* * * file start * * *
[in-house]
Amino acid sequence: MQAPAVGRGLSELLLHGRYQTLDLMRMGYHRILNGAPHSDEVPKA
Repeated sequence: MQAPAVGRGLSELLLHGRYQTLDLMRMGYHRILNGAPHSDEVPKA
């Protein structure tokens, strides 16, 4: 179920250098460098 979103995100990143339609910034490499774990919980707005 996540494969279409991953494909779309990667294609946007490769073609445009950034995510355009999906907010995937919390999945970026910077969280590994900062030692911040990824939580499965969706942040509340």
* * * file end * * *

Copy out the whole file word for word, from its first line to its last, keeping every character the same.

[in-house]
Amino acid sequence: MQAPAVGRGLSELLLHGRYQTLDLMRMGYHRILNGAPHSDEVPKA
Repeated sequence: MQAPAVGRGLSELLLHGRYQTLDLMRMGYHRILNGAPHSDEVPKA
């Protein structure tokens, strides 16, 4: 179920250098460098 979103995100990143339609910034490499774990919980707005 996540494969279409991953494909779309990667294609946007490769073609445009950034995510355009999906907010995937919390999945970026910077969280590994900062030692911040990824939580499965969706942040509340």